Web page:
The files in the system32 directory were the ones I was able to delete, but they would come back after reboot. I believe this occurred because uutad.exe would be launched on start up and recreate them.

Certainly, I have not observed them since I removed all those files.

Another possibly useful tool is Unlocker, which allows you to unlock a file that is in use, so you can delete it.

I tried seeing if I could submit the files someplace, but none of the antivirus / spyware companies seem to have a mailbox to permit dropping off suspected viruses.

After quarantining the files, I ran a number of free online scanners on them as well, but they claim that there is nothing wrong.

These files would cause periodic windows to popup for either "My Media Buyer" or "Direct Media".

Image nabbed from here.

Comments

ghee said…
I admit that I still cant understand computers.

four months ago, a TROJAN HORSE got in my computer and I panicked a little coz it was in my screen and couldnt delete it by my security system.

I called my internet provider and they adviced me to buy a software for vaccination.Now,its ok..maybe next time,I could get some advice from you :)
Richard said…
It is hard to debug a machine remotely.

I would suggest a good antivirus program (I use the free version of AVG).

We use Symantec Security at work (but clearly, it didn't catch it).

I also recommend Lavasoft's AdAware. As well as the other products mentioned in the post - especially Hijack This.
ghee said…
some says that it isnt advisable to use a lot of spywares coz they might not fit with each other.

I have norton sec,yeah,symantec,so do i need to download those stuffs still?

happy weekend,Richard! :)
Richard said…
Yes, some programs to conflict with one another (typically they report each other as viruses).

You should always have multiple checking options.

I run AVG continuously in the background. AdAware and Spybot Search and Destroy, I only run periodically. I only use Hijaack this when I need to.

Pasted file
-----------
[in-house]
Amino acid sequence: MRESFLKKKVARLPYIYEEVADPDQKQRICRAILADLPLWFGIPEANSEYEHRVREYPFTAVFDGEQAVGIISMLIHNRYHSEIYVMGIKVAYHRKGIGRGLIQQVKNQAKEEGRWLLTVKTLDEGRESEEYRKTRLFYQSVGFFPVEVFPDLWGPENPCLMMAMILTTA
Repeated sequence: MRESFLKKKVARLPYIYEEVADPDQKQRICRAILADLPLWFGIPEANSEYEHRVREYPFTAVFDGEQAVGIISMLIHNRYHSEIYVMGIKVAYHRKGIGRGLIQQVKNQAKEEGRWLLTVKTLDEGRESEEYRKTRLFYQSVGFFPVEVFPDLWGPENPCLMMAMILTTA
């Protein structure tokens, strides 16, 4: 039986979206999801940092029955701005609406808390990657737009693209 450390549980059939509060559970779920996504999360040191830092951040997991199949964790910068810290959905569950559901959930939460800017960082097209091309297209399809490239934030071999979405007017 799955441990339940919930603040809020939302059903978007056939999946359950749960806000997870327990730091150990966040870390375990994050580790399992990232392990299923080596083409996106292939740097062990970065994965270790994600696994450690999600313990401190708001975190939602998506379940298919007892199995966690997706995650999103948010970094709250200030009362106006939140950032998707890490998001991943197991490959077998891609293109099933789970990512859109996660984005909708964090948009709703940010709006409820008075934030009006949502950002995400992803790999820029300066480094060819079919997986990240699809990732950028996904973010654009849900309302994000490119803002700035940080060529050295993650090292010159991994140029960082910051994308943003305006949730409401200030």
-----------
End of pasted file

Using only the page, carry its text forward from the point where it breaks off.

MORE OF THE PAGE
Mum2One said…
It's scary these viruses. Did you have to open up the programs or files before you got infected with them or did you just have to browse the site? And, which site was that? I'll make sure I won't go there!!
Richard said…
It downloaded itself onto my computer automatically - I thought I had secured my computer against it doing that sort of stuff (I have IE warn about any content it is being asked to download - java scripts, java applets, activex controls - when it is navigating across different domains, whjen page security is changing, etc), so I was surprised it happened.

I don't know what the site was, I was clicking the next button on Blogger to hop from blog to blog when it happened. If I knew the page, I would have reported it to Blogger.
Sassy Lady said…
I'm also using the AVG free version plus other antispy ware...
It seems to work wonders on my computer and against viruses..

Like ghee, I had the same thing (Trojan) virus, but with the help of AVG, it managed to terminate the 'germs and bacteria'
Richard said…
sassy: AVG is quite good and I highly recommend it.